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As a psychoanalyst, people often approach me and ask something like “what is mental health?” Usually this comes in the form of a joking question, “are you analyzing me?” I try to respond thoughtfully, recognizing that somehow a mental health professional may make people uncomfortable, as if I am judging them. I try to reassure them, I have enough on my plate and I’m not looking to work outside of the office.

There is a implied and important question here however, which I articulate as “what does it mean to be mentally healthy?” First of all, anything in this blog post is not meant to be the final word on mental health or wellness. The practical answer here is: the job of a therapist is to help people understand themselves better, and to use that understanding to improve or change the ways they interact with the world and with others. It is sort of akin to coaching, except that the therapist doesn’t prescribe how the person should live their life or making decisions, but instead helps the person think about what choices they make (consciously and unconsciously) so that the person becomes a more informed decision maker – more able to know what they value, what actions/behaviors work effectively for them, and what they hope to pursue in the world (jobs, hobbies, relationships, etc.)

An example of this can be found in everyday life -we live in a world that is rapidly changing. Every day brings local, national and international news that something has shifted, changed, etc. and as people we have to be able to adapt to this changing reality, while still meeting our basic needs for food, shelter, and companionship. This adaptation is made harder by the fact that some of the ways we have of being in the world may be problematic. We may have learned things from our families or communities (or from lack thereof) that shape our decisions but lead to really bad results. These can be extreme – like toxic relationships, drug use, etc., or more subtle like how we interact with our significant others, our children, and ourselves. A good therapy relationship should help one examine the many choices one makes every day, and try to improve or enhance the ones that are not effective, so as to create action steps that lead to a more satisfying life. The goal is not to provide a “formula for happiness” but to truly help the person feel empowered enough and knowledgeable enough about themselves, to lead a life that is more rewarding and in line with one’s values.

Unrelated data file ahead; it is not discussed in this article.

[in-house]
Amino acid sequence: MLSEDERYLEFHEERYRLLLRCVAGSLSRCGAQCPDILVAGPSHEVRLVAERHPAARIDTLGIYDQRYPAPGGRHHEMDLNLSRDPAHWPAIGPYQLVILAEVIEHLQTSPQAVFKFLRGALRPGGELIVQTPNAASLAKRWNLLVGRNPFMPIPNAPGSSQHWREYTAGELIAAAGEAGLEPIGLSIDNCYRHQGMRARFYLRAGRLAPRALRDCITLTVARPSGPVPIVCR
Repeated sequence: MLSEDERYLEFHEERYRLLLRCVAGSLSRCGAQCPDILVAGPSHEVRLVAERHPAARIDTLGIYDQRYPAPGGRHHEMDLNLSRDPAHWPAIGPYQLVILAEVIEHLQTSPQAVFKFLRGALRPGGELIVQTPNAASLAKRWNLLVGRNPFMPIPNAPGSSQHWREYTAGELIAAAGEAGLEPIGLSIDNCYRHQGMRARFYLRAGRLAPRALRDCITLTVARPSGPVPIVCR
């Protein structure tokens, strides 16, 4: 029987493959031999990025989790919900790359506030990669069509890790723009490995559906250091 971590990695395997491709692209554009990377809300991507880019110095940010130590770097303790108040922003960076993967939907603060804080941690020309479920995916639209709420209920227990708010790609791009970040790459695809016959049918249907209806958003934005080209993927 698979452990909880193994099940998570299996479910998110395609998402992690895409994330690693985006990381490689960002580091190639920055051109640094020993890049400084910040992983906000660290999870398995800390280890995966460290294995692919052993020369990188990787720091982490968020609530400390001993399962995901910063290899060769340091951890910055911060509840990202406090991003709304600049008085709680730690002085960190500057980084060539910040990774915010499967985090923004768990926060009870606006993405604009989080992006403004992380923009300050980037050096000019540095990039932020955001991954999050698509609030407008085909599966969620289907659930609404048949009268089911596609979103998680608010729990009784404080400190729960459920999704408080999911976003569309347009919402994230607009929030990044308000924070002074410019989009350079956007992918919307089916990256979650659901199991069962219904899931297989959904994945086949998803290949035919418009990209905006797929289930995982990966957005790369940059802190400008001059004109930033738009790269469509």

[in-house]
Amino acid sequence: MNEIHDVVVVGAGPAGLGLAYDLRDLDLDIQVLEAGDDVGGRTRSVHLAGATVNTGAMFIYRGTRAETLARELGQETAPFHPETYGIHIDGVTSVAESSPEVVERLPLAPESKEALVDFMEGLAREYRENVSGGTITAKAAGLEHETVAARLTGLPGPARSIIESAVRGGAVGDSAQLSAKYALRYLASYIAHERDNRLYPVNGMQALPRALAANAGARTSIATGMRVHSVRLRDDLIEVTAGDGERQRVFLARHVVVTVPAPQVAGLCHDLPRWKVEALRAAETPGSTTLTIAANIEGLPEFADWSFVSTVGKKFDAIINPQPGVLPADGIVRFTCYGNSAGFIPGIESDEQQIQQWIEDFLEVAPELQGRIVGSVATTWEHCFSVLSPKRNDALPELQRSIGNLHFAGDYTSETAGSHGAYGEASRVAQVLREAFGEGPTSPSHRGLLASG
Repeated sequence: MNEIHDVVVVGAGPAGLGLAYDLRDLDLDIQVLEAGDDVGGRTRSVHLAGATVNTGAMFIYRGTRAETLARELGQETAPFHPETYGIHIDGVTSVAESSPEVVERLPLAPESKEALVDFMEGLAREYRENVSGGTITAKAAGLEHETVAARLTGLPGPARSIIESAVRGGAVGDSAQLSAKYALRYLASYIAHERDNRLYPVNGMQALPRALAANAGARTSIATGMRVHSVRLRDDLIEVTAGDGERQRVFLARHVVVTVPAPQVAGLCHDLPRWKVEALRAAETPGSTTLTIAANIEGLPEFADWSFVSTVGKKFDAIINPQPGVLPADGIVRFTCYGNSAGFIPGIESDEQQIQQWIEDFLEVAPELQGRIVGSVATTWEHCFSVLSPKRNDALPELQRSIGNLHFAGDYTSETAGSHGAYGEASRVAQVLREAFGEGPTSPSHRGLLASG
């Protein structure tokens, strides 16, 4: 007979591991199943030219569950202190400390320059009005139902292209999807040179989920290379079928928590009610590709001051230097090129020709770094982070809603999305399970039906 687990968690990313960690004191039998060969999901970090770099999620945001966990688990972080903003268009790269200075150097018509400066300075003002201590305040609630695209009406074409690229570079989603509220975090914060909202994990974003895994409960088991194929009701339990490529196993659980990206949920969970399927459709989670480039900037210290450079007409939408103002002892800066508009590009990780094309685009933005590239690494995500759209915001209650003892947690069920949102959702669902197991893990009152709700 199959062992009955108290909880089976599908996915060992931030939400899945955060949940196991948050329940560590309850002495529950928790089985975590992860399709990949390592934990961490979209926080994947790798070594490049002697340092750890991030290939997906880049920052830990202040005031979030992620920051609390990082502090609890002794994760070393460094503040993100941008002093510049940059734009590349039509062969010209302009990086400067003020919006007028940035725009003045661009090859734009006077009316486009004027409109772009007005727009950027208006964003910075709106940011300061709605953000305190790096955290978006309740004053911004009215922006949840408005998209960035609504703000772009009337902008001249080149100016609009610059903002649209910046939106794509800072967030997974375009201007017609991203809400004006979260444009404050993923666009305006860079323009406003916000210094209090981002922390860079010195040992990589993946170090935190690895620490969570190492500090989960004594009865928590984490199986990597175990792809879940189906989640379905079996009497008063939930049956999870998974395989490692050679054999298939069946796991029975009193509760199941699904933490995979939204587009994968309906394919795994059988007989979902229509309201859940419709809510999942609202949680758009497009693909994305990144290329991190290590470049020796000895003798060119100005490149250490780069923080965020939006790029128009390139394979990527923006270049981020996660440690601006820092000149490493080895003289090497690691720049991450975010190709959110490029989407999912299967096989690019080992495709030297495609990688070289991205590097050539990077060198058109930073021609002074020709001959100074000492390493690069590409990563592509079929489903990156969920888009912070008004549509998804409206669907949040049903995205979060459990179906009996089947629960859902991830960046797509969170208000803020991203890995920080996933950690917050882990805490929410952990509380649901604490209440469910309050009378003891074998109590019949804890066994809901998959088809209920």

If this sounds like something that intrigues you, give us a call (248-514-4955) and schedule an appointment today.

Rachel Levy, LLMSW

Author: Anton Babushkin, CEO PHD

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*This blog was created with the help of Mike Misiak